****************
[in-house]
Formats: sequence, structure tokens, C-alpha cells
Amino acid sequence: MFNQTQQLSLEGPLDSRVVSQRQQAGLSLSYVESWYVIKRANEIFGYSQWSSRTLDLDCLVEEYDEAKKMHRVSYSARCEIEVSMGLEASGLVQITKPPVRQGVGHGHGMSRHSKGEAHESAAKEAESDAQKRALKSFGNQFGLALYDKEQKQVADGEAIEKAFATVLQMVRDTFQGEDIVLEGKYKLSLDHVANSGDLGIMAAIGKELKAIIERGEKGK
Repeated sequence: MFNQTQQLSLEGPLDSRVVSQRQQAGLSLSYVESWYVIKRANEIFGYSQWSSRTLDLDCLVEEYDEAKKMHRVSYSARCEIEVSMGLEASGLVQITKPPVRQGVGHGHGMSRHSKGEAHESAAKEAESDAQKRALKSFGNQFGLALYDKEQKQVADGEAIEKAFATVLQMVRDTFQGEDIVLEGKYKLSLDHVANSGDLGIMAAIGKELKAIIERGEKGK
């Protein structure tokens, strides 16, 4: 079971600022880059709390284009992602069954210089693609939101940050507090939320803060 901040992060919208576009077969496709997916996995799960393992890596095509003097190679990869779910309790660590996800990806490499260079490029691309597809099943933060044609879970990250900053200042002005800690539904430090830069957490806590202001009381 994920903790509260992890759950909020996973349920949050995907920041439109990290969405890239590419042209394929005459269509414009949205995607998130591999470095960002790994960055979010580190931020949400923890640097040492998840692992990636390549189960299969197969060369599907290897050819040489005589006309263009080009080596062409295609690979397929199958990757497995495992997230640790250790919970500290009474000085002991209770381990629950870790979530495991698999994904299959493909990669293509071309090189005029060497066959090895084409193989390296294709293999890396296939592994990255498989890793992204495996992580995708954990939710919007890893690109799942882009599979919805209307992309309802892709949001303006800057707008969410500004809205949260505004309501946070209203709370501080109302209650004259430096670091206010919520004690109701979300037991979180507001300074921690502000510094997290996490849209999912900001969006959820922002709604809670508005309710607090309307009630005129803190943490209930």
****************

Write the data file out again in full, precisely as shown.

[in-house]
Formats: sequence, structure tokens, C-alpha cells
Amino acid sequence: MFNQTQQLSLEGPLDSRVVSQRQQAGLSLSYVESWYVIKRANEIFGYSQWSSRTLDLDCLVEEYDEAKKMHRVSYSARCEIEVSMGLEASGLVQITKPPVRQGVGHGHGMSRHSKGEAHESAAKEAESDAQKRALKSFGNQFGLALYDKEQKQVADGEAIEKAFATVLQMVRDTFQGEDIVLEGKYKLSLDHVANSGDLGIMAAIGKELKAIIERGEKGK
Repeated sequence: MFNQTQQLSLEGPLDSRVVSQRQQAGLSLSYVESWYVIKRANEIFGYSQWSSRTLDLDCLVEEYDEAKKMHRVSYSARCEIEVSMGLEASGLVQITKPPVRQGVGHGHGMSRHSKGEAHESAAKEAESDAQKRALKSFGNQFGLALYDKEQKQVADGEAIEKAFATVLQMVRDTFQGEDIVLEGKYKLSLDHVANSGDLGIMAAIGKELKAIIERGEKGK
């Protein structure tokens, strides 16, 4: 079971600022880059709390284009992602069954210089693609939101940050507090939320803060 901040992060919208576009077969496709997916996995799960393992890596095509003097190679990869779910309790660590996800990806490499260079490029691309597809099943933060044609879970990250900053200042002005800690539904430090830069957490806590202001009381 994920903790509260992890759950909020996973349920949050995907920041439109990290969405890239590419042209394929005459269509414009949205995607998130591999470095960002790994960055979010580190931020949400923890640097040492998840692992990636390549189960299969197969060369599907290897050819040489005589006309263009080009080596062409295609690979397929199958990757497995495992997230640790250790919970500290009474000085002991209770381990629950870790979530495991698999994904299959493909990669293509071309090189005029060497066959090895084409193989390296294709293999890396296939592994990255498989890793992204495996992580995708954990939710919007890893690109799942882009599979919805209307992309309802892709949001303006800057707008969410500004809205949260505004309501946070209203709370501080109302209650004259430096670091206010919520004690109701979300037991979180507001300074921690502000510094997290996490849209999912900001969006959820922002709604809670508005309710607090309307009630005129803190943490209930």